This week's posts delve into the world of psychology, as inspired by David Cronenberg's film, 'A Dangerous Method.'
The movie, set largely in 1904, deals exclusively with the factual relationship between notorious psychoanalysts, Sigmund Freud and Carl Gustav Jung, whose lives intersected and ultimately diverged because of Carl's first patient, Sabina Spielrein, who later became both his student and colleague. And although the film takes some liberties in presupposing that Jung and Sabina were lovers, there exists little factual evidence to corroborate such entanglements save for her personal diaries, with one such excerpt from 1912 stating, 'No ashes, no coal can burn with such a glow as a secretive love of which no one must know'... Regardless if Sabina and Carl's romance was ever consummated, little doubt remains that their relationship possessed a unique emotional intimacy, perhaps verging on co-dependency which not only fueled their personal dynamic, but proved to be an intoxicating catalyst for what would soon become the synthesis of the ground breaking Freudian and Jungian legacies.
Interestingly enough, little has been researched about Sabina apart from her notorious institutionalization at the age of nineteen, along with her allegedly scandalous affair with Jung, when in fact, she was also the very first woman to write a psychoanalytic dissertation, leaving an indelible contribution in the medical field regarding her own progressive theories on the human psyche. Perhaps the fact that she had been treated for psychosis at a young age undermined and undervalued her work in the opinion of others, or maybe it was partially a result of being female in a male dominated society, nevertheless, she was more than her past, she offered the world a great many things. A famous Jung quote is, 'Knowing your own darkness is the best method for dealing with the darkness of other people.' No doubt they had their demons, as do we all...
Sigmund Freud enters the story by request of Jung, who felt he could benefit from outside assistance in the treatment of Sabina. Freud had an entirely different method of psychoanalysis which many of us know to be the ego, ID, regression, and sexuality, theories which, however controversial, cannot be refuted. While I personally don't believe his ideas encapsulate the full spectrum of our behaviors, his approach was deeply rooted in the body in a truly grounding and primitive way, and as such, we discover who we were, which results in who we are, yet it leaves the question of who we are to become... This is perhaps why I feel more of an affinity toward the Jungian approach which correlates the psyche as responding to the largely interpretive forum of dream work, myth, and philosophy, ultimately shifting one's awareness by means of a more spiritual, existential approach. I do, however, feel both practices are needed, as are ever more, to further enrich our state of being and we must be willing to accept controversy, however uncomfortable, as it assists us in breaking barriers both personally and culturally, awakening us to our own prejudices and ignorance. Unfeeling is thinking and thought predisposes us in the judgement of others because we're usually last to truly 'see' ourselves, it's much simpler to point the finger and identify things externally.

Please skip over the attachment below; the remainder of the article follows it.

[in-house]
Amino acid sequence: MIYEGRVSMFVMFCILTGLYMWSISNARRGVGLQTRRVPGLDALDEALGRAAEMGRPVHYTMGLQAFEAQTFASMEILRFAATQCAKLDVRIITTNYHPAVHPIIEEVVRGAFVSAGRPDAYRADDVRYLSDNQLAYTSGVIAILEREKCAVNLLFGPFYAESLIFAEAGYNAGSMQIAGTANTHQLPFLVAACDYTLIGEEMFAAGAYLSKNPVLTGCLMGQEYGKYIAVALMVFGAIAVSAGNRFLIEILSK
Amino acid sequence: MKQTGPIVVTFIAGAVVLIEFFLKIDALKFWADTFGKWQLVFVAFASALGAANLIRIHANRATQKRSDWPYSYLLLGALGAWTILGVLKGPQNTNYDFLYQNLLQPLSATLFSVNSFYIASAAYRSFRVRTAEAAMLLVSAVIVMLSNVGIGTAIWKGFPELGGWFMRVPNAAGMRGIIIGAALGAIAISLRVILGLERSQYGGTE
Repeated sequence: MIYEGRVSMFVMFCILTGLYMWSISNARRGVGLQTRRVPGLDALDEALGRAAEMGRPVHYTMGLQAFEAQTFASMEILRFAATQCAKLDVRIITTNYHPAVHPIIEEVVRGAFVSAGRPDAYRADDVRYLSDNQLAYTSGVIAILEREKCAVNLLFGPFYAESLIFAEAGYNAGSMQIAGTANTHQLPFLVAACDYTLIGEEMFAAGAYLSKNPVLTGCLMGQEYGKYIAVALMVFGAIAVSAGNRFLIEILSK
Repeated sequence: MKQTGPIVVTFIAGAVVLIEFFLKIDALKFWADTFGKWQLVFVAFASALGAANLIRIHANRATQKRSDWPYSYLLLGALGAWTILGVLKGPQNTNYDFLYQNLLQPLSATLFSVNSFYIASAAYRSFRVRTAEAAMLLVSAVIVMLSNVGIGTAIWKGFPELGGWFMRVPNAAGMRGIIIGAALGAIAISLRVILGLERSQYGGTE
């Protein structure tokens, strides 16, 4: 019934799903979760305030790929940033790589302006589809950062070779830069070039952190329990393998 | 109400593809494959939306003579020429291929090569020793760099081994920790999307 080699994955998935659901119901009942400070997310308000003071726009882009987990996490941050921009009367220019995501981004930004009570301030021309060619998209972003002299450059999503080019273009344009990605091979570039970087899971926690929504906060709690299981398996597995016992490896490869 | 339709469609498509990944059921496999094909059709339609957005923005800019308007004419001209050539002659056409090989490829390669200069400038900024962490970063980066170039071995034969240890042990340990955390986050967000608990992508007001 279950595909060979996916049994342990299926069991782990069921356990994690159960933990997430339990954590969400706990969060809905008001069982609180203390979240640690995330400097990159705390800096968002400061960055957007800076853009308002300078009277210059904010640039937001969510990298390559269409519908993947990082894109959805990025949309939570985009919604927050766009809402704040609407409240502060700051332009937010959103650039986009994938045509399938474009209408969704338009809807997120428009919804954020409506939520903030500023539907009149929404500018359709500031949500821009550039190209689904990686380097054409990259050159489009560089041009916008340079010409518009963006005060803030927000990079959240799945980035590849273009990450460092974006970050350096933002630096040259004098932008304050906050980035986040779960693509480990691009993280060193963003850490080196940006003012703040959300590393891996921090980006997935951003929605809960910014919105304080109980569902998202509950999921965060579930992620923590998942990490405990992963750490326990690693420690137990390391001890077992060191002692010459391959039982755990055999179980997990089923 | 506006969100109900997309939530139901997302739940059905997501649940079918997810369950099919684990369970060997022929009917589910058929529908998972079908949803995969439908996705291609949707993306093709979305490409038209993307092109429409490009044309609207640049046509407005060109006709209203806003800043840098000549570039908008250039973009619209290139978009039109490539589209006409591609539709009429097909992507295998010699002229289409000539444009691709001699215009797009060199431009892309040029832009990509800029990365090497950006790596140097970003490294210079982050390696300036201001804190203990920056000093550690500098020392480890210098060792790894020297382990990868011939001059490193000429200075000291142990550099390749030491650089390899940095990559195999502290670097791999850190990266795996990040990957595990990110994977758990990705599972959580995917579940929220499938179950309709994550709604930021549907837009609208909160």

We're living in such a goal oriented society driven by external success, whereby intellectual growth has become our main point of reason, a delusion by which our society has created a subversive web of, 'mind over matter,' which essentially equates denying and denigrating our inner voice, or think your way out of a feeling. It is as if we've permitted cognitive thought to subjugate our emotional intelligence.
In a very simplistic view, I believe we are formed of three basic energies which produce a synergistic effect. The first being our 'shadowy, dark, primitive self.' The second being our, 'light, esoteric, spiritual self.' And the third, what I think we primarily consist of while living out our human existence, is that indefinable middle ground whereby our dualities meet and integrate (if we embrace the two, allowing them to co-exist), whereupon we form a fully unified other energy source to draw upon, an actualization of our potential by way of our encumbrances, into a personal evolution. Light and dark, good and evil, are never so wholly alone or set apart, and I feel it is our responsibility as evolving beings to amalgamate all aspects of our spirit so as to become more empathetic, compassionate people. Our stories may be vastly different, nevertheless, our components are more similar than dissimilar. Through introspection we're not just gaining awareness, but a whole other mode of emotional and intuitive intelligence, whereby we learn not only to look but to see, not just hear but listen, and not just know but understand.
I'm just a girl who's learning as I go along. I haven't earned a single degree or attained any accolades on which to rest my beliefs and assumptions, all I know is how to speak from my heart. Each heart harbors its own truth and we must honor its integrity. I've experienced, as I'm sure I'll continue to experience, hardships as well as blessings, however, through our challenges and disappointments we are bestowed the wisdom of vulnerability, by which we suddenly become receptive enough to allow for transformation and growth, and therein lies our grace. It is said that we create the world around us, yet we can only successfully attempt that once we have the courage to look within and not only discover the hidden aspects of our being, but our true essence, and utilize that depth of feeling and knowledge to create ourselves anew... After all, it was a beautiful soul named Mahatma Gandhi, who so eloquently stated,
'Be the change you wish to see in the world.'